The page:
Browser statistics are not unlike weather forecasts on TV: If you don't like what you hear, change the channel--or wait a day--and the story will likely change.
Case in point: Hard on the heels of Net Applications' report earlier this week suggesting that Microsoft's Internet Explorer has finally reversed its recent downward market-share trend--and that Google's Chrome is now losing ground--rival StatCounter presents a very different picture.
In fact, continuing on Chrome's one-day reign as market-share leader one Sunday last month, StatCounter's data now suggests that Chrome is emerging as something of a weekend favorite, while Internet Explorer continues to dominate during the week--albeit less markedly than before.
'The Trend Is Undeniable'
"Whether Chrome can take the lead in the browser wars in the long term remains to be seen, however the trend towards Chrome usage at weekends is undeniable,” wrote StatCounter CEO Aodhan Cullen in a blog post last month, when the research firm first noted the trend. “At weekends, when people are free to choose what browser to use, many of them are selecting Chrome in preference to IE."
That trend now appears to be continuing. This past Sunday, for instance, Chrome held a 32.52 percent share of the worldwide browser market, while IE accounted for 32.48--before jumping up again to 35.03 percent on Monday.
While Net Applications reports that Chrome's share has decreased from 18.94 percent in January to 18.57 percent in March, StatCounter's corresponding data shows an increase from 28.4 percent to 30.87 percent over the same period.
One key thing to keep in mind, of course, is that StatCounter doesn't weight its data on a country-by-country basis, the way Net Applications does. Another key difference is that Net Applications recently adjusted its data to account for Chrome's prerendering of pages--potentially accounting for the recent reported drop in Chrome's share--while StatCounter has not done the same.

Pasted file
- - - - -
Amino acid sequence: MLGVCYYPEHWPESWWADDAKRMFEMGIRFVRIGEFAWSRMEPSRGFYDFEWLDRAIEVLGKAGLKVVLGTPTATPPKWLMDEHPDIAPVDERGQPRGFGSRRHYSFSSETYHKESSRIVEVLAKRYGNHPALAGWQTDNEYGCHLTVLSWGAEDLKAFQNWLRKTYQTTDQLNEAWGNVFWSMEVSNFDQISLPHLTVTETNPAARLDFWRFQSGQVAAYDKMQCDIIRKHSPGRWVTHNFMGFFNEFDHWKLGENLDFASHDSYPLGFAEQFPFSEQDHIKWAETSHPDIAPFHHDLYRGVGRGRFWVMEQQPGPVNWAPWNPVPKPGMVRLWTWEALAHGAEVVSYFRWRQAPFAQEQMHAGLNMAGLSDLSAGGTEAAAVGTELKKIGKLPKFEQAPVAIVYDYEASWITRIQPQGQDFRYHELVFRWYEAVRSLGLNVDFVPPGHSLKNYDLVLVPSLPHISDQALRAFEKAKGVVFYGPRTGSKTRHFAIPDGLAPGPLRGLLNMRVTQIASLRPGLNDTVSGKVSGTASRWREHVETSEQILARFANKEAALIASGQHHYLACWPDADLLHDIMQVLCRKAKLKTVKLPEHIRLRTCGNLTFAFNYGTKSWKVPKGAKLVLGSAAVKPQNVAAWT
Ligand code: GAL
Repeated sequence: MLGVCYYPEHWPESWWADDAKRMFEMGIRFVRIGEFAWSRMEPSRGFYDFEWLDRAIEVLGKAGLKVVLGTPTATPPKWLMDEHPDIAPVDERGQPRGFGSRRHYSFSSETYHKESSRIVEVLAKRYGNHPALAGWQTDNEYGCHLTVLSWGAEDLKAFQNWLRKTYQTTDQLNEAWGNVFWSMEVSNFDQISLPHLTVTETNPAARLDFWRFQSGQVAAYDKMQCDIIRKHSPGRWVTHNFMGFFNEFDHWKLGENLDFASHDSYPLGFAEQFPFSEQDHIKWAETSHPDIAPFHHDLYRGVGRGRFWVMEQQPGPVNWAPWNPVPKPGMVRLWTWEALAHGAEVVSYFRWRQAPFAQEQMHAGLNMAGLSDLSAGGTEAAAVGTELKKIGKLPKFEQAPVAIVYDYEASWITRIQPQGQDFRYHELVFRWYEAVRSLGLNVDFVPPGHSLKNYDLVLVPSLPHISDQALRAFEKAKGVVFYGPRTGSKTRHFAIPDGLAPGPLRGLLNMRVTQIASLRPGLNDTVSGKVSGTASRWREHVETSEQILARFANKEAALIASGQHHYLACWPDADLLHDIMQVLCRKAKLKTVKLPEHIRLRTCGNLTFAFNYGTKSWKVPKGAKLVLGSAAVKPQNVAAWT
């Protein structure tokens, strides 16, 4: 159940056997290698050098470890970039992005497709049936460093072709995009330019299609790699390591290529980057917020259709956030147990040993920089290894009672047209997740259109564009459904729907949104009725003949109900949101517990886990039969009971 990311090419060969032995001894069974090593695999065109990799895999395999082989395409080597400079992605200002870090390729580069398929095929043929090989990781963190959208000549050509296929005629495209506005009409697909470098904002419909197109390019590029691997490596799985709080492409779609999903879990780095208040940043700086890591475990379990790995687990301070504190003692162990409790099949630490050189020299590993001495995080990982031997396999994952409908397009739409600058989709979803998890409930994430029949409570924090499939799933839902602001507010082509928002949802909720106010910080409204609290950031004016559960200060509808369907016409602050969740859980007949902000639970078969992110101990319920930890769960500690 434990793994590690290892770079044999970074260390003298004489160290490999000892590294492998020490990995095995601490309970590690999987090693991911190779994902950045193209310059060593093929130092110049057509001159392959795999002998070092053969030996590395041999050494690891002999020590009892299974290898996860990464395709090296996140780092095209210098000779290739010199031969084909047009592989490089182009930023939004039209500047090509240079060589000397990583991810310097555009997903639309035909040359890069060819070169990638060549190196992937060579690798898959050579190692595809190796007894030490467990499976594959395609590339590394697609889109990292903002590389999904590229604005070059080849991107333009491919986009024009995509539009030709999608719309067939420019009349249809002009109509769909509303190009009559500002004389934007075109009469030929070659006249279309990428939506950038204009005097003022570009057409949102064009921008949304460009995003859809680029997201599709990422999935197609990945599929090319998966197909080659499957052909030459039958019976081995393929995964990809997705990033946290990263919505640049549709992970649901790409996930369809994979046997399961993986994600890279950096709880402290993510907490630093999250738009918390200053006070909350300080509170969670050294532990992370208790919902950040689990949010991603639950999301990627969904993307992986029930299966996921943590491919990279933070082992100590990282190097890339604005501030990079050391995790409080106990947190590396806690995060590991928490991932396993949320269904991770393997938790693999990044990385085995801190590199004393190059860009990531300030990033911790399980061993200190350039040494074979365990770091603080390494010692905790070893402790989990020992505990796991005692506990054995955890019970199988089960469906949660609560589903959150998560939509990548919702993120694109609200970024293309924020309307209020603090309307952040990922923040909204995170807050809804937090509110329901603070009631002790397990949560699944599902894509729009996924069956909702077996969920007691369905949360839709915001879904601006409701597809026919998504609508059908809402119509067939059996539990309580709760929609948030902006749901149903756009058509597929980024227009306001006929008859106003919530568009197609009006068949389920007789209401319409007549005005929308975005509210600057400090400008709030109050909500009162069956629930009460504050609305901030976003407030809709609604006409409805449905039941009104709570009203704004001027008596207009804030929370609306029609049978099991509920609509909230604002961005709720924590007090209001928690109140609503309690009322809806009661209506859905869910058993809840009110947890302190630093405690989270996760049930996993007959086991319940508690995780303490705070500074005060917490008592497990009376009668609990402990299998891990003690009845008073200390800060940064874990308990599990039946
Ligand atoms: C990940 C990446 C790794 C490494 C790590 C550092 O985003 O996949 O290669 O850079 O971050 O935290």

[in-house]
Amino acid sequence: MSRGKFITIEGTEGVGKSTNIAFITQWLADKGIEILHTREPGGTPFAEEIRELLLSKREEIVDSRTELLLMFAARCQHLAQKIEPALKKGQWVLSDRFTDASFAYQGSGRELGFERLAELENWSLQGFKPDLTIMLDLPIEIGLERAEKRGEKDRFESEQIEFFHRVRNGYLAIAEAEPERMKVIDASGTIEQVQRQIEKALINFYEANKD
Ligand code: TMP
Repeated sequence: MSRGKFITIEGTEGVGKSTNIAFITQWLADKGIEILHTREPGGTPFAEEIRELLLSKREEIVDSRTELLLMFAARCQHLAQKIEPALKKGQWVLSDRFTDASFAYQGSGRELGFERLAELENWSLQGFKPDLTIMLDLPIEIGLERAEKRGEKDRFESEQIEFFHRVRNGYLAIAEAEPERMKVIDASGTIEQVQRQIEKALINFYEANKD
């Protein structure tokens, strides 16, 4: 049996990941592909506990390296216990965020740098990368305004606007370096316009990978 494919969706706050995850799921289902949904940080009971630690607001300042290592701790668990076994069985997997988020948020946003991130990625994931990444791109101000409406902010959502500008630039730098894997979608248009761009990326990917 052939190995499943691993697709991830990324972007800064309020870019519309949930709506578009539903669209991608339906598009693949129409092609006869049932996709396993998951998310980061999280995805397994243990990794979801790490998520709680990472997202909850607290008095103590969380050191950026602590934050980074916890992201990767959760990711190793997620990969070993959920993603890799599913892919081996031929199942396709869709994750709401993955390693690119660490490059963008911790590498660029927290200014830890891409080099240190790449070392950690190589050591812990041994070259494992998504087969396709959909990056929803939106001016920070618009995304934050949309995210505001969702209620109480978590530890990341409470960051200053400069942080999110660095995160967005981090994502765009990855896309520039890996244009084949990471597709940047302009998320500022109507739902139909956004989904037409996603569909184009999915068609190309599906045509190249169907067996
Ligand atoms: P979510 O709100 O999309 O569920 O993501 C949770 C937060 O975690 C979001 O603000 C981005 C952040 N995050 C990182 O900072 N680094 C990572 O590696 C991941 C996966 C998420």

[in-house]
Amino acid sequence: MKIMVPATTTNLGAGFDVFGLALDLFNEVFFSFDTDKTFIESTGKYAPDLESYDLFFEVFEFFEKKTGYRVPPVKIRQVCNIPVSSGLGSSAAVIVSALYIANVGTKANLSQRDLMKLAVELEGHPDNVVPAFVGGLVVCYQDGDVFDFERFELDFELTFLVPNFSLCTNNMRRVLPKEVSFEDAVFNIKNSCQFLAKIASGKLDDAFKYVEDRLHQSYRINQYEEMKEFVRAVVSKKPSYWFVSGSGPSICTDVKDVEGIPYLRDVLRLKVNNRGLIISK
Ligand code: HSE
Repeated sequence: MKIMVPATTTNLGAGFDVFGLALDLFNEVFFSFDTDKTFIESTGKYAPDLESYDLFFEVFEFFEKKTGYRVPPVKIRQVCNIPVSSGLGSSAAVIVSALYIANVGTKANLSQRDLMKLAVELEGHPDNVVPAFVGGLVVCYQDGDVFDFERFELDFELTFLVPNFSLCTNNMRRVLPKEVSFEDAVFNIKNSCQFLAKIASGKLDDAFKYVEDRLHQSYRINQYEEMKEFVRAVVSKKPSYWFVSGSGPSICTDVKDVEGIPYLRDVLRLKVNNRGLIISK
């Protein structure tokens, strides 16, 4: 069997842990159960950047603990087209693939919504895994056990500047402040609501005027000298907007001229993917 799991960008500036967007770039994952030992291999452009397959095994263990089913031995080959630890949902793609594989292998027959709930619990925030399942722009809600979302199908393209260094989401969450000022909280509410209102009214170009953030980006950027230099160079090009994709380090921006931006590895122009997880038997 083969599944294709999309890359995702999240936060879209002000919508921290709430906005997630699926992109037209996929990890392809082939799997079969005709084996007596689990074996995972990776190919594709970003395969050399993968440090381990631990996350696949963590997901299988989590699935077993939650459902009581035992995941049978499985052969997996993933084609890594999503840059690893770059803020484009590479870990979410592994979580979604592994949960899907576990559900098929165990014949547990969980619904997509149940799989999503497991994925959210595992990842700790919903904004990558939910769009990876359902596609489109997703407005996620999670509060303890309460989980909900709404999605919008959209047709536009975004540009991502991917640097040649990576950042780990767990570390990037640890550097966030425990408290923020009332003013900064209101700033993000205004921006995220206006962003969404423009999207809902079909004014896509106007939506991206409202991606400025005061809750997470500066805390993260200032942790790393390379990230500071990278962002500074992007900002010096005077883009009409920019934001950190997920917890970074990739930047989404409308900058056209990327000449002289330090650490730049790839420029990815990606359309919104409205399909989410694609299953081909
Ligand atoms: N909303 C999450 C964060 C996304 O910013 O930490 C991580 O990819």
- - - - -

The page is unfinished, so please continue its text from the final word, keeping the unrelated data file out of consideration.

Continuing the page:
Microsoft, not surprisingly, supports Net Applications' approach.
Loading Pages in Just 2.4 Seconds
Speed is another key aspect of the browser wars, of course, and on Thursday some new data emerged there as well.
Specifically, SaaS-based cloud application performance management provider Relic reported that Chrome 13 on Mac offered the fastest overall browsing experience in its recent tests--loading pages in just 2.4 seconds on average--while IE 9 surpassed Chrome on Windows platforms with a 3-second average speed, compared with Chrome's 3.5 seconds.
The global average for page load speed is 5.5 seconds, Relic added, representing only a slight improvement over the 6 seconds it reported last year.
Google's Chrome 18, which debuted late last month, is designed to offer a speed boost, particularly in graphics-intensive applications.
After less than a week on the market, 33 percent of all Google Chrome users were already on version 18, according to research firm Chitika, which attributes that rapid adoption to Chrome's auto-updating process.
More than 80 percent of Chrome users are now on one of the two most recent versions of the browser, Chitika adds.